The Good Excellent shooting design. Bright LCD screen. Very good image quality on JPEG and RAW settings. Weather sealing.
The Bad Kit 18-105mm lens doesn't get the best from the sensor. No aperture control in video mode.
The Bottom Line Offering an attractive combination of performance and usability, the D7100 is a proficient SLR that caters for plenty of different photographers.
The Nikon D600 may be an attractive package for many photographers who want to dip their toes into the world of full-frame photography, but for many, the financial outlay is just too much. Thankfully, Nikon has the D7100 in its line-up, which has plenty of advanced specs for the avid photo lover.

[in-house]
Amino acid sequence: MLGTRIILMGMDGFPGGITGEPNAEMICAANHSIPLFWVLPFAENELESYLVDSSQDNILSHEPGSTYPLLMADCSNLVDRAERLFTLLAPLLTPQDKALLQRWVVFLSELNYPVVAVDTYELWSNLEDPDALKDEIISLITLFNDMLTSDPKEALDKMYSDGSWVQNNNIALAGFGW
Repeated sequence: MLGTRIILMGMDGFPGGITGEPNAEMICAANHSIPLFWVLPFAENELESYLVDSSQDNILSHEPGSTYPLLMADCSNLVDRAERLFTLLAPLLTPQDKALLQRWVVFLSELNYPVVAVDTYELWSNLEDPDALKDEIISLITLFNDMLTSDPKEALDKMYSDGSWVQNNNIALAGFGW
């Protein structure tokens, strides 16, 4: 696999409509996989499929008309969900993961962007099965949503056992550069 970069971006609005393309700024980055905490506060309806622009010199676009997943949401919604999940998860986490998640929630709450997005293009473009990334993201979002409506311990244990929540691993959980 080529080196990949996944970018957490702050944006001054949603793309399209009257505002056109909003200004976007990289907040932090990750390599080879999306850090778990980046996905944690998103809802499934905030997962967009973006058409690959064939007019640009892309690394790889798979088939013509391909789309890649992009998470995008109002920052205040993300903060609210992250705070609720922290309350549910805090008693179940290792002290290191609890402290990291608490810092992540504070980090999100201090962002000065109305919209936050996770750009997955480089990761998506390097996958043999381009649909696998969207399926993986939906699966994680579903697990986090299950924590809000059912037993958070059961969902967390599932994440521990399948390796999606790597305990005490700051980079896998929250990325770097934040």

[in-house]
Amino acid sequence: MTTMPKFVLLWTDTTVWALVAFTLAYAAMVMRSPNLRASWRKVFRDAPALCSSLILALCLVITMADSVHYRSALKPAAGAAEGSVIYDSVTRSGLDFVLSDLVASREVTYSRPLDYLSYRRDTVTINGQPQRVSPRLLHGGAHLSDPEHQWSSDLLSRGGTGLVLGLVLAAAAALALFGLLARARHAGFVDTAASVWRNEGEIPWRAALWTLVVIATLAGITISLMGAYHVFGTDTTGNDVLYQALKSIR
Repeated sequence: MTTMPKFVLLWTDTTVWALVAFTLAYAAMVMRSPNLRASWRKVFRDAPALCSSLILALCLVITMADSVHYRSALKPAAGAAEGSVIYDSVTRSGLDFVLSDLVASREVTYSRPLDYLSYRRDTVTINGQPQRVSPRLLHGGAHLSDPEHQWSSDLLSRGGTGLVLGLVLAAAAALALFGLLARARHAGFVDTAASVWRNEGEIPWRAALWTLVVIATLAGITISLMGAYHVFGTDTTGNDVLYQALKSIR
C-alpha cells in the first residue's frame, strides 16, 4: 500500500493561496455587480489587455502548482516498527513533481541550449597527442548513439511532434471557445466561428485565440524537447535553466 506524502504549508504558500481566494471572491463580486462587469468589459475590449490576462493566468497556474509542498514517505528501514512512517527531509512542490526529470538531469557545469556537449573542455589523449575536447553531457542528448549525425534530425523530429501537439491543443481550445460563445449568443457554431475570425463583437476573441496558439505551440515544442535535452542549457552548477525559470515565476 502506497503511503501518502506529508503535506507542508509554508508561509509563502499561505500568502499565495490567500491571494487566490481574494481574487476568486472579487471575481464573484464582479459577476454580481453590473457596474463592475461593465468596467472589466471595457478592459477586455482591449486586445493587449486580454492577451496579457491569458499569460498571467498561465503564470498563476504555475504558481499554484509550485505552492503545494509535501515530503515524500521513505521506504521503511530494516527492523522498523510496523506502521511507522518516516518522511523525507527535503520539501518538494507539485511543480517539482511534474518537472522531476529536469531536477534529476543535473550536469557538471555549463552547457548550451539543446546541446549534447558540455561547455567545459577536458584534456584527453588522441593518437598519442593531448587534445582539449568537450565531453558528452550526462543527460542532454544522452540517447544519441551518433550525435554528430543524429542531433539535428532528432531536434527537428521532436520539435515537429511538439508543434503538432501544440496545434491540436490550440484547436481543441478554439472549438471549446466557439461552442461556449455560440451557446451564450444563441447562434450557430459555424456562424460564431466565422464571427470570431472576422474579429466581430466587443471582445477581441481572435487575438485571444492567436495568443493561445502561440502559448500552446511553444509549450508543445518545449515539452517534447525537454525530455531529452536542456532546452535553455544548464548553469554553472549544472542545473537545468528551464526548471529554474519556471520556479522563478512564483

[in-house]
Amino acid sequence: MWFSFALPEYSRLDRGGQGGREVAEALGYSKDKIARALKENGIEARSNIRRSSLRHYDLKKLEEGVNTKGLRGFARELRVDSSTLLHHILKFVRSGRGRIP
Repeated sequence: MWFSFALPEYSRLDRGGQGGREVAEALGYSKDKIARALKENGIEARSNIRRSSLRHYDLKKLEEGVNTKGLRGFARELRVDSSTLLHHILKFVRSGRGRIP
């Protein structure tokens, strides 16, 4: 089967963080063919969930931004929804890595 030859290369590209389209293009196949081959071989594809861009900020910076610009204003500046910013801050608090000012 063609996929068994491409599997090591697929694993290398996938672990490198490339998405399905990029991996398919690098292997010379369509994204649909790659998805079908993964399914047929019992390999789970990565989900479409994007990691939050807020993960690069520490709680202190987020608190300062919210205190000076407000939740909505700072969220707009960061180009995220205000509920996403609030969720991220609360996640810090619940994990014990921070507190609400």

Though it is only an APS-C sensor, that's no reason to shy away, as you're getting 24.1 megapixels, no optical low-pass filter (OLPF) and a burst shooting rate of 6 frames per second (fps). Reduce the resolution to 15.4 megapixels, and the world of 7fps shooting opens up.
Taking away the OLPF, or anti-aliasing filter, is designed to increase the sharpness of images straight out of the camera. This is a feature particularly useful for landscape photographers, though it can sometimes lead to more noticeable moire on images and video.
Nikon bails on advanced compacts and that's not good
Opinion: The company announced that it was dropping the attempt to produce its ill-fated series of enthusiast-targeted fixed-lens models and it doesn't sound like it plans to try again.
Sony joins 50x club with HX300, touts smallest 20x zoom WX300
Big zooms, high megapixels, and a thin rugged camera round out Sony's 2013 Cyber-shots.
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